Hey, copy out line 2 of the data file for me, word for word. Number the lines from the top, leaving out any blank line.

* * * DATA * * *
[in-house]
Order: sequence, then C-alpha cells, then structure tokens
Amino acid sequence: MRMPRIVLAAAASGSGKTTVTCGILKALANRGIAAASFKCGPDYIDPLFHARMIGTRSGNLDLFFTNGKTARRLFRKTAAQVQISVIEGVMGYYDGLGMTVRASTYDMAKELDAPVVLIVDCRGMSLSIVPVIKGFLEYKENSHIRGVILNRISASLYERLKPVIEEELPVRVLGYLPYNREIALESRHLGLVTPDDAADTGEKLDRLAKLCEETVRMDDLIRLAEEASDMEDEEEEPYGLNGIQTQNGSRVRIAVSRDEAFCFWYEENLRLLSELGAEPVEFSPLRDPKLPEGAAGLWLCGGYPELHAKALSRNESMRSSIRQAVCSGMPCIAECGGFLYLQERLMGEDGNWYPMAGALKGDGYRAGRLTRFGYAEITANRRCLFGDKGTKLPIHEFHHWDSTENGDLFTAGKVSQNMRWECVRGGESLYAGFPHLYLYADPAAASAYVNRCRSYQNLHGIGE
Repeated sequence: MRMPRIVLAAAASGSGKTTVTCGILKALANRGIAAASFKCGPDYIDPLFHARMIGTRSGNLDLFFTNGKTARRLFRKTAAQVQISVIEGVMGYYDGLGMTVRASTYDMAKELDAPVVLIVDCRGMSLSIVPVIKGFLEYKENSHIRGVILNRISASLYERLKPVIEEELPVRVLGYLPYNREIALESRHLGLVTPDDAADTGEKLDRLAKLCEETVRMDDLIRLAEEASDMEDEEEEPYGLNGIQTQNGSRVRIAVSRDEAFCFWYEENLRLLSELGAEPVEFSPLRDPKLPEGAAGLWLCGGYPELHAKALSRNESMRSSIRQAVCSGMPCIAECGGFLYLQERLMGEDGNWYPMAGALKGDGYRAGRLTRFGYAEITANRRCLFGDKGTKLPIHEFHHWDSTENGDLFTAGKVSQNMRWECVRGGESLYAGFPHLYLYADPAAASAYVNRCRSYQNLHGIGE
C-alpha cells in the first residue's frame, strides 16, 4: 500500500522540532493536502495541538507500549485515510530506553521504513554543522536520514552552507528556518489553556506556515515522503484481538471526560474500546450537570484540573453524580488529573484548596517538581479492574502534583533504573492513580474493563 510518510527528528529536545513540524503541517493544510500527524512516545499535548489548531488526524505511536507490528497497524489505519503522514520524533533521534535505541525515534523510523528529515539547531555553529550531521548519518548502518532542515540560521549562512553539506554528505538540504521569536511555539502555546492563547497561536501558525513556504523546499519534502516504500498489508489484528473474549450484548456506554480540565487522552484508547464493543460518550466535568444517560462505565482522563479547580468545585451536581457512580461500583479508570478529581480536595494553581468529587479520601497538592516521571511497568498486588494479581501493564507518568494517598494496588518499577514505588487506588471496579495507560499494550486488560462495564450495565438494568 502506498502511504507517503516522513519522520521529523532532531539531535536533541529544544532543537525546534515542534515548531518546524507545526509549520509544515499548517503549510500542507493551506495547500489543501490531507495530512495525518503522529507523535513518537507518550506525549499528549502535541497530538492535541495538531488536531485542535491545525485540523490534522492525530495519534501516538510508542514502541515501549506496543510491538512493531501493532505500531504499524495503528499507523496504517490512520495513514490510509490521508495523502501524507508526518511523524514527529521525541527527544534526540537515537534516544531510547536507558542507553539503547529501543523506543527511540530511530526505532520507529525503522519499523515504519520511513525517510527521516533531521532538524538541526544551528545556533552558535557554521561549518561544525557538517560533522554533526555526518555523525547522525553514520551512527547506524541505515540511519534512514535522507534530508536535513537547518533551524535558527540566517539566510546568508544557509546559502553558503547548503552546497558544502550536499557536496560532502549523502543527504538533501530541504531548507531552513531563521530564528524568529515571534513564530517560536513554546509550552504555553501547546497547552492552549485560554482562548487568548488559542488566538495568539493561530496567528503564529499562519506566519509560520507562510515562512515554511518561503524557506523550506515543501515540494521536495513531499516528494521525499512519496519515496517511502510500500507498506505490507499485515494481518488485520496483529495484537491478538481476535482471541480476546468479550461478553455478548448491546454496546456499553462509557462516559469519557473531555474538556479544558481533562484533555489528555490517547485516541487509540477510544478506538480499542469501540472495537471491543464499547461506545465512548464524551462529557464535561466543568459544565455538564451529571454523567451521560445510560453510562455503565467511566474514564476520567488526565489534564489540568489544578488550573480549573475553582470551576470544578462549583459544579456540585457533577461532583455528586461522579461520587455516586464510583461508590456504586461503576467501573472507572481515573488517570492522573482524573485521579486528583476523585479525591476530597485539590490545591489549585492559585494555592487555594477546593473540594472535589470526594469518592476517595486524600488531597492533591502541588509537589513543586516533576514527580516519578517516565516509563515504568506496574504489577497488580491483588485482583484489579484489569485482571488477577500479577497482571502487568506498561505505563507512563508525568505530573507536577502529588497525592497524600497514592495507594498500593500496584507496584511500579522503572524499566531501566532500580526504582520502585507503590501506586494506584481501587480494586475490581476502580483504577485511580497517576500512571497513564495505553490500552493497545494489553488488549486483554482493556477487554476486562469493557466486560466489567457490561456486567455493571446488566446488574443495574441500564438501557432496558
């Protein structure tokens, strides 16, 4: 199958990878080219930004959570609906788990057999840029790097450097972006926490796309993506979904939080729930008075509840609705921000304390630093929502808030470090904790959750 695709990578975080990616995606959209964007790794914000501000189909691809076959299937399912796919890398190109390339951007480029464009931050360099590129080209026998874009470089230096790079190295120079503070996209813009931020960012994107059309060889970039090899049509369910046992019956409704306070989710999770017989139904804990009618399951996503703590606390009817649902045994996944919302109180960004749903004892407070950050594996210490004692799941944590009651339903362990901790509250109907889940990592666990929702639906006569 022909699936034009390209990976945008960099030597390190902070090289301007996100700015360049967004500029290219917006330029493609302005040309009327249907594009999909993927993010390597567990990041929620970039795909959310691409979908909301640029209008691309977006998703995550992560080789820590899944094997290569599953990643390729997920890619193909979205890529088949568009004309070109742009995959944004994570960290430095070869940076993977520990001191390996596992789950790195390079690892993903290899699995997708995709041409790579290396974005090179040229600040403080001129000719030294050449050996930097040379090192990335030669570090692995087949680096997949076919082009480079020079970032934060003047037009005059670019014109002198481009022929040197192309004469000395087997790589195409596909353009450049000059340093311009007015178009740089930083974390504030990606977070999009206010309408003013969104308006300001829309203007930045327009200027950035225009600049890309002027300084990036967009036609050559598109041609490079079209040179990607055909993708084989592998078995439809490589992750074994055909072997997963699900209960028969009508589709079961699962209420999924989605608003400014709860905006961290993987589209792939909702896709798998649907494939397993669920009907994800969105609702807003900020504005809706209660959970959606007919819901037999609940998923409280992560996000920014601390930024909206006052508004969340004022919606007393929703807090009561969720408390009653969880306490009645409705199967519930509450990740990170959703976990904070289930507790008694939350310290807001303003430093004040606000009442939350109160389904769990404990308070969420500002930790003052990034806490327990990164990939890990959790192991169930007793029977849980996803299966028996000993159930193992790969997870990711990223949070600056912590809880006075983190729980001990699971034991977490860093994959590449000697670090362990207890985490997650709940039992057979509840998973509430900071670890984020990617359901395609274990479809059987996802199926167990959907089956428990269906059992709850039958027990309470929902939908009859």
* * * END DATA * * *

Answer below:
Order: sequence, then C-alpha cells, then structure tokens